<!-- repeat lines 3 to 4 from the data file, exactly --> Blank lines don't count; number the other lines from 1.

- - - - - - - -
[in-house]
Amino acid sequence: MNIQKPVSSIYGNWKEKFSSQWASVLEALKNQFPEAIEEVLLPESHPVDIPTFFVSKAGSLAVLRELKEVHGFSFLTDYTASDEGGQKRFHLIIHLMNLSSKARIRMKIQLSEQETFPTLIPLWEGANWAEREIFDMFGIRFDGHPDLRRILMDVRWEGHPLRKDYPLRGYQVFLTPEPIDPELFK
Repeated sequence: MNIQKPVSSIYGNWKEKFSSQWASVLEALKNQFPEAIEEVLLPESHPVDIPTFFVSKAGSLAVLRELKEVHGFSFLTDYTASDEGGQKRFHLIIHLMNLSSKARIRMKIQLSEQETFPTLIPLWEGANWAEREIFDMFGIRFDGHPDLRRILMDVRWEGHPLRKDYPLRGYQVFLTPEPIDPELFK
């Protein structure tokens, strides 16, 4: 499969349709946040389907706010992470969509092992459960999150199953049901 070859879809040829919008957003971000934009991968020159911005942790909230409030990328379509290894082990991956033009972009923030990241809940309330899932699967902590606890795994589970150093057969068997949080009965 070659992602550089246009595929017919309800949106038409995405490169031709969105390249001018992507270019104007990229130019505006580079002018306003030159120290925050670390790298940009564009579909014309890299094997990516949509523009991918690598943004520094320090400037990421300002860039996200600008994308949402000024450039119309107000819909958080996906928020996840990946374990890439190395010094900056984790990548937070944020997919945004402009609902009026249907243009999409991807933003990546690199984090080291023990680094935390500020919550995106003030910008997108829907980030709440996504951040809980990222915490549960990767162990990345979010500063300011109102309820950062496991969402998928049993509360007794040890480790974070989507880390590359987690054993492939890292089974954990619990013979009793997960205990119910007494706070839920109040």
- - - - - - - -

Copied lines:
Repeated sequence: MNIQKPVSSIYGNWKEKFSSQWASVLEALKNQFPEAIEEVLLPESHPVDIPTFFVSKAGSLAVLRELKEVHGFSFLTDYTASDEGGQKRFHLIIHLMNLSSKARIRMKIQLSEQETFPTLIPLWEGANWAEREIFDMFGIRFDGHPDLRRILMDVRWEGHPLRKDYPLRGYQVFLTPEPIDPELFK
């Protein structure tokens, strides 16, 4: 499969349709946040389907706010992470969509092992459960999150199953049901 070859879809040829919008957003971000934009991968020159911005942790909230409030990328379509290894082990991956033009972009923030990241809940309330899932699967902590606890795994589970150093057969068997949080009965 070659992602550089246009595929017919309800949106038409995405490169031709969105390249001018992507270019104007990229130019505006580079002018306003030159120290925050670390790298940009564009579909014309890299094997990516949509523009991918690598943004520094320090400037990421300002860039996200600008994308949402000024450039119309107000819909958080996906928020996840990946374990890439190395010094900056984790990548937070944020997919945004402009609902009026249907243009999409991807933003990546690199984090080291023990680094935390500020919550995106003030910008997108829907980030709440996504951040809980990222915490549960990767162990990345979010500063300011109102309820950062496991969402998928049993509360007794040890480790974070989507880390590359987690054993492939890292089974954990619990013979009793997960205990119910007494706070839920109040």